Behavioral Exploitation Antitrust in Consumer Subprime Mortgage Lending
Indiana University Robert H. McKinney School of Law
Daniel B. Heidtke
Institute for Consumer Antitrust Studies, Loyola University of Chicago, School of Law
June 20, 2012
3 William & Mary Policy Review 77
We analyze whether antitrust might provide an alternative and perhaps superior approach to regulating consumer subprime mortgage lending. Behavioral exploitation antitrust targets commercial conduct of the sort that was observed in consumer subprime mortgage lending in the years leading up to 2007. The welfare effects of that conduct are easily established. Antitrust-based regulation can mitigate those welfare effects. Regulation that does exist, which operates at the level of the individual transaction, may be easily avoided, may be short-sighted, may suffer from enforcement problems that public choice theory explains, and/or may overreach by removing consumer choice. We show that antitrust enforcement under a rule of reason approach avoids those pitfalls. However, none of the three primary approaches to antitrust enforcement – prohibitions of anticompetitive conduct by a dominant firm, prohibitions of anticompetitive agreements, and prohibitions of mergers with incipient anticompetitive effects – in their current form permit resort to antitrust remedies in the consumer subprime mortgage market. We argue that liberalized standards for antitrust enforcement under both Clayton Act section 7 (regulating mergers) and Sherman Act section 1 (regulating concerted conduct), perhaps restricted narrowly to this and closely analogous markets, would be appropriate to gain the benefits of regulation through behavioral exploitation antitrust.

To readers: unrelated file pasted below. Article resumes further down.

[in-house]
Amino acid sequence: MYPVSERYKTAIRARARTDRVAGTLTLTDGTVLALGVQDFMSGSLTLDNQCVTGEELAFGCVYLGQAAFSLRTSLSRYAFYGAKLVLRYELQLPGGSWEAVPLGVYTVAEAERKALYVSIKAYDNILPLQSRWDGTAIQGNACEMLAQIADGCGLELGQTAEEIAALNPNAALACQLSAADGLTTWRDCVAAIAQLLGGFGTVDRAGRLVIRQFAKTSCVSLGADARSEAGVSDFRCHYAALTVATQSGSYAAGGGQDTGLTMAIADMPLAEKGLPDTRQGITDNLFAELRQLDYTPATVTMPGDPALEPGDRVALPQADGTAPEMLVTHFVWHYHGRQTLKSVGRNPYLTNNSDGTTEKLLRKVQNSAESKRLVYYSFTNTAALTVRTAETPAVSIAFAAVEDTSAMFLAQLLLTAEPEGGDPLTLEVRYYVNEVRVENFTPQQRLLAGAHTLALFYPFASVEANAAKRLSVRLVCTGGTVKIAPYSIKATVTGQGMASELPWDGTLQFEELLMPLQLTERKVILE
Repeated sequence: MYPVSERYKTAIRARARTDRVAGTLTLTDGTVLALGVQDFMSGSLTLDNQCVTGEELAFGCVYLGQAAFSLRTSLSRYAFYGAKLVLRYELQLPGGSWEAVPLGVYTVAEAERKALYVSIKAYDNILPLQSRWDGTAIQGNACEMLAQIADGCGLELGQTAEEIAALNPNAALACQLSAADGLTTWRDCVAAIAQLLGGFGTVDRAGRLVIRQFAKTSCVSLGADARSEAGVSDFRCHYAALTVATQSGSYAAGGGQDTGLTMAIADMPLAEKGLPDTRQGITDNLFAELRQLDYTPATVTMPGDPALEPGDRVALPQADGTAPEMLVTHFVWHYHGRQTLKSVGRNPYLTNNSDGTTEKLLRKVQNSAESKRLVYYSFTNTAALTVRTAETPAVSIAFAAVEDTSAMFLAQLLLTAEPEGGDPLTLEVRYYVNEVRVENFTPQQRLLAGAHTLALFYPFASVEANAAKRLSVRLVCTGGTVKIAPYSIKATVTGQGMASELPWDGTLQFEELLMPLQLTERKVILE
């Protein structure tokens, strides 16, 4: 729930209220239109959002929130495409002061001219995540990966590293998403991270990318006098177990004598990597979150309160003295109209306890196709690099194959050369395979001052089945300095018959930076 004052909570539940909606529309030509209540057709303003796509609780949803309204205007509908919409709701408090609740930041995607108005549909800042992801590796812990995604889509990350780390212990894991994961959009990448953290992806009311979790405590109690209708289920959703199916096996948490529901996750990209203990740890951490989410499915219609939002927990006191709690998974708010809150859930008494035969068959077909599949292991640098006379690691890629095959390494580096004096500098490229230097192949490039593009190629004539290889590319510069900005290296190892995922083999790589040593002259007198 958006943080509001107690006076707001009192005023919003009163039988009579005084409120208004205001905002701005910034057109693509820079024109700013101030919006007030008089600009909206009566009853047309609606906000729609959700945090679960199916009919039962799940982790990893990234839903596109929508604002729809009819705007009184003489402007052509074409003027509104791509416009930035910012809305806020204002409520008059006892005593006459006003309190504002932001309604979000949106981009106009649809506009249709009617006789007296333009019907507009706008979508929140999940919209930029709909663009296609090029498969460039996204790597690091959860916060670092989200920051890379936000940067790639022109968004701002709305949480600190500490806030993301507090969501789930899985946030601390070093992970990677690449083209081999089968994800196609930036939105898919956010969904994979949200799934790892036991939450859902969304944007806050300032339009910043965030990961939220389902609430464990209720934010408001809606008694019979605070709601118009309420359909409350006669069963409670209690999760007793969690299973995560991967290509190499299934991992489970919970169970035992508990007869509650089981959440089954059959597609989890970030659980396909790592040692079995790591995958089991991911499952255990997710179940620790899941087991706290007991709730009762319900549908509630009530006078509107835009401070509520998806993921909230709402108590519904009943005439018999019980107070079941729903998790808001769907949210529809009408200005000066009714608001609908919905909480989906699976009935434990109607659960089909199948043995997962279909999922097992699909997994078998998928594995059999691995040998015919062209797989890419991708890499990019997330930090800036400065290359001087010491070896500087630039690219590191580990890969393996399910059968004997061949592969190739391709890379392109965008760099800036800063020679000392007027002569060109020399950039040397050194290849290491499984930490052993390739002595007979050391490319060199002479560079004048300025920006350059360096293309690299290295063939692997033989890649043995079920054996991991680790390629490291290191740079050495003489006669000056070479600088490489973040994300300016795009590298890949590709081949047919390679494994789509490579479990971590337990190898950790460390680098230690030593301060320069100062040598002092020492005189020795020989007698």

Number of Pages in PDF File: 33Accepted Paper Series
Date posted: June 21, 2012 ; Last revised: April 14, 2013
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